To shoot him... to shoot him not... to shoot him... to shoot him not...
This photo shows legendary Polish actress Pola Negri, one of the most popular, influential, and highly paid stars of her time. As a megacelebrity she popularized numerous fashion trends, including red toenails. Her fortune was greatly diminished no thanks to the 1929 stock market crash and gold-digging husband Serge Mdivani's bad investment decisions. She divorced Mdivani in 1931, and we hope he counted himself lucky not to have been murdered in his sleep, considering what a terrible husband he'd been. Negri kept acting through the 1930s, had a single role during the 1940s, and finally hung it up after 1964's The Moon-Spinners. In total she appeared in more than seventy films and became one of Hollywood's iconic stars. This shot was made in 1928 for her role as Princess Fedora in The Woman from Moscow.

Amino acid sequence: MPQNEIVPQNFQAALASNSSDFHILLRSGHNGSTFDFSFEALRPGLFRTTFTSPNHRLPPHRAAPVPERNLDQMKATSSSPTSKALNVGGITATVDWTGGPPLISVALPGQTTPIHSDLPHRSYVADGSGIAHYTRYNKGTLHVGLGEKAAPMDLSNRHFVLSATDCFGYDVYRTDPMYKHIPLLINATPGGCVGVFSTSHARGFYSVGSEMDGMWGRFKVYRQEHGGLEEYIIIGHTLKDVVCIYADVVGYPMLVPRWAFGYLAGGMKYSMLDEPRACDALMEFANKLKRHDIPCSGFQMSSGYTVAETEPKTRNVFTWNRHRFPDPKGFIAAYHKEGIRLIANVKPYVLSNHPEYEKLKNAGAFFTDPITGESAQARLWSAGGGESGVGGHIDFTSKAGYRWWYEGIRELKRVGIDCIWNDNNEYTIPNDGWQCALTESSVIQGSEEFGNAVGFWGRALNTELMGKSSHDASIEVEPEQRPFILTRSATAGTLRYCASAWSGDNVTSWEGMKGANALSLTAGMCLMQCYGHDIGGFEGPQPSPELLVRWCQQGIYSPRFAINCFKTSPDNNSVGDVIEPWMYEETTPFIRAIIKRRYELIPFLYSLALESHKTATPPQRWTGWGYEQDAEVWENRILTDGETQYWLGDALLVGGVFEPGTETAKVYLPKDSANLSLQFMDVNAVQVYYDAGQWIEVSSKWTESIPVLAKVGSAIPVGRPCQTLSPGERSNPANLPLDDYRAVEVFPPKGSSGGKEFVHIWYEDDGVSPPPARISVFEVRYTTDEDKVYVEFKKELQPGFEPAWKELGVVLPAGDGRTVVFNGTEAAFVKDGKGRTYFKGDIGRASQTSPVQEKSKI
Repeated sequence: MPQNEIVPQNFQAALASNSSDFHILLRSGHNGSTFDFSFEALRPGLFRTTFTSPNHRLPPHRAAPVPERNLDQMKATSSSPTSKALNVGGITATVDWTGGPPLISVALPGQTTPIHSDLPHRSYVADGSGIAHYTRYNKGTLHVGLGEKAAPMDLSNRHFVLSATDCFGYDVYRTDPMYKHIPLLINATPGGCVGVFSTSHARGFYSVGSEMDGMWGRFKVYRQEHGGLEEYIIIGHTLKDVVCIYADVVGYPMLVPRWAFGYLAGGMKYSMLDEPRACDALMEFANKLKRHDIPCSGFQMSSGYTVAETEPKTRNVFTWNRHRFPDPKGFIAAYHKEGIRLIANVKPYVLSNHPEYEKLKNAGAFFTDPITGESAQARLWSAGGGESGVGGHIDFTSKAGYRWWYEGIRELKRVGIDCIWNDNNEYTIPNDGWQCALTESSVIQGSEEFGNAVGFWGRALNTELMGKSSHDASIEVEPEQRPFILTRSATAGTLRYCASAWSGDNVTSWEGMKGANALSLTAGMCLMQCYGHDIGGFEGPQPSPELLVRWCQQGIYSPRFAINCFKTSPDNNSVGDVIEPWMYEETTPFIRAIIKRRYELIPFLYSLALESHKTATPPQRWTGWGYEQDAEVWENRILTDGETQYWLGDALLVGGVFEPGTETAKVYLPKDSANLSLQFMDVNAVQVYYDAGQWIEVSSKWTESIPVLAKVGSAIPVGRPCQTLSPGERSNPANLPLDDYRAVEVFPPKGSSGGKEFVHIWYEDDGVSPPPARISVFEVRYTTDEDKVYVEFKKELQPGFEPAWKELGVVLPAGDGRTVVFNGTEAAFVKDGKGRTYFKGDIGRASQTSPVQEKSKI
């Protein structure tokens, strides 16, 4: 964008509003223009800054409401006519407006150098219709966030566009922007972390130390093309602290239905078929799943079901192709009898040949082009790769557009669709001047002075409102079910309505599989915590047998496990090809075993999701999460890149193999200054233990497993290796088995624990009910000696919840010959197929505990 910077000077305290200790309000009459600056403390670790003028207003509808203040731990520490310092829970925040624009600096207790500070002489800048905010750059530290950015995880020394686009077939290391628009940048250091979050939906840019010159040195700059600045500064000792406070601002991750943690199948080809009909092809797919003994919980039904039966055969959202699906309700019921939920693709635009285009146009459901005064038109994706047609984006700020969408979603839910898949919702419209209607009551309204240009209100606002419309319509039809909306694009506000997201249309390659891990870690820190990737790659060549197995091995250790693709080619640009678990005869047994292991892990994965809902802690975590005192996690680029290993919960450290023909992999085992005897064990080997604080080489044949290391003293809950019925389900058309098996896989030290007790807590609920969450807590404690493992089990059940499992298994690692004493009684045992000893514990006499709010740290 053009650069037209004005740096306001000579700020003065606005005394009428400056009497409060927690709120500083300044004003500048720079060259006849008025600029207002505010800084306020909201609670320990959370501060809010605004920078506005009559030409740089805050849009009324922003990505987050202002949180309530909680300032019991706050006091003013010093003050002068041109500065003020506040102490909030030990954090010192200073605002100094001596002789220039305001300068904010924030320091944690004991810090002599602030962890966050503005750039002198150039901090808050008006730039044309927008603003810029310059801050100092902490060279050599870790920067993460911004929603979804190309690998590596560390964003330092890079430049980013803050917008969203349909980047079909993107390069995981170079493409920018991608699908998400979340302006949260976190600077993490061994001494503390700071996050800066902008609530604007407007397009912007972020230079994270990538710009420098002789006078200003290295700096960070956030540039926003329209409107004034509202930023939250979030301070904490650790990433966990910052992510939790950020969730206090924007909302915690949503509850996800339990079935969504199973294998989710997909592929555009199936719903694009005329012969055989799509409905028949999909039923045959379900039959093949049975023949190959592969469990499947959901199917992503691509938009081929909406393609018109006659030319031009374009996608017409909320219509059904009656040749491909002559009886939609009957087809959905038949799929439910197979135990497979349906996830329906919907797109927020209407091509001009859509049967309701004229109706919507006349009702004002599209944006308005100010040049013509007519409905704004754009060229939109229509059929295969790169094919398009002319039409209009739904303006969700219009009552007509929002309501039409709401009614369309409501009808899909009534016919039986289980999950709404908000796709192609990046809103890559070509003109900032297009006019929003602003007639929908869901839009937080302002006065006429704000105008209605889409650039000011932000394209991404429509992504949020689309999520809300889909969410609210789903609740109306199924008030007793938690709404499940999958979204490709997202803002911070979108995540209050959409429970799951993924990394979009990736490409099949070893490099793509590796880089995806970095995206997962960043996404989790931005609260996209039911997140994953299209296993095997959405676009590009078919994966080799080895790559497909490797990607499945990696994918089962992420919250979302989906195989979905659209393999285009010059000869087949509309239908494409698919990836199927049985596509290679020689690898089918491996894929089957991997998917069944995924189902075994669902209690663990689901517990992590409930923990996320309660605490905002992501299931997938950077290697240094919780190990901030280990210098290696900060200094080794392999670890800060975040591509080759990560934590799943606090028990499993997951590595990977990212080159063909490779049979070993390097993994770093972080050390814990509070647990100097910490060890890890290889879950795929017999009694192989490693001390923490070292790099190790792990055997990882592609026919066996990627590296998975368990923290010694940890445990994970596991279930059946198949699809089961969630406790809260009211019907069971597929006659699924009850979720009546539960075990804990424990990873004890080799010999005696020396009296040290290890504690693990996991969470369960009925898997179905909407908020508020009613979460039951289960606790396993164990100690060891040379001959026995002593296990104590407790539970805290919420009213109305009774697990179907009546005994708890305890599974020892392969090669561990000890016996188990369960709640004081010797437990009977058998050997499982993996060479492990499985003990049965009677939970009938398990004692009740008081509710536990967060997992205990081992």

This is a Ride you should refuse.
Not every old movie survives because it's good. If you doubt us, check the contemporary reviews for The Devil Thumbs a Ride. They're disastrous. What you have here is a clunky RKO b-noir, only sixty-seven minutes long, about a bank robber who hitches a ride with an amazingly naive driver and proceeds to drag him into the worst trouble of his life. The pair and two women they pick up during a pit stop eventually end up in a secluded house where the villain reveals his true nature as a liar, bully, sexual predator, and worse. You have to feel bad for these dullards victimized by the hitchhiker, but you'll feel worse for the audiences that paid money to see the movie. Way back in 2009 when we featured the film's other promo poster we hadn't yet seen it, but now that we have we can't recommend it. Its terribleness does verge on humor at times, though, which is something, and movie buffs might be interested to know that it stars Lawrence Tierney, who's these days best known for having played Joe Cabot in Reservoir Dogs. But still, not the best vintage Hollywood has to offer. The Devil Thumbs a Ride premiered today in 1947.